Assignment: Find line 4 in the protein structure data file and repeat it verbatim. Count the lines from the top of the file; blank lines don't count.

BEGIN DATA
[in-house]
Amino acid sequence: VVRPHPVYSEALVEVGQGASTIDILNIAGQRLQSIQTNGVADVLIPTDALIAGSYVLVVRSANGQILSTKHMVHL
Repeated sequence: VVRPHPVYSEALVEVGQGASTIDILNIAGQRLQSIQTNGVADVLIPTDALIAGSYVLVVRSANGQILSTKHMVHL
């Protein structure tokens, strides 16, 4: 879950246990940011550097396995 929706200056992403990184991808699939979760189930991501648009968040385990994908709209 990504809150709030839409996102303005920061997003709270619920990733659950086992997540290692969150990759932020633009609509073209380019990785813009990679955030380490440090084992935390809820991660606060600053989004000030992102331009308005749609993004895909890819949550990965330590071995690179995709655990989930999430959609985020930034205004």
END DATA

């Protein structure tokens, strides 16, 4: 879950246990940011550097396995 929706200056992403990184991808699939979760189930991501648009968040385990994908709209 990504809150709030839409996102303005920061997003709270619920990733659950086992997540290692969150990759932020633009609509073209380019990785813009990679955030380490440090084992935390809820991660606060600053989004000030992102331009308005749609993004895909890819949550990965330590071995690179995709655990989930999430959609985020930034205004």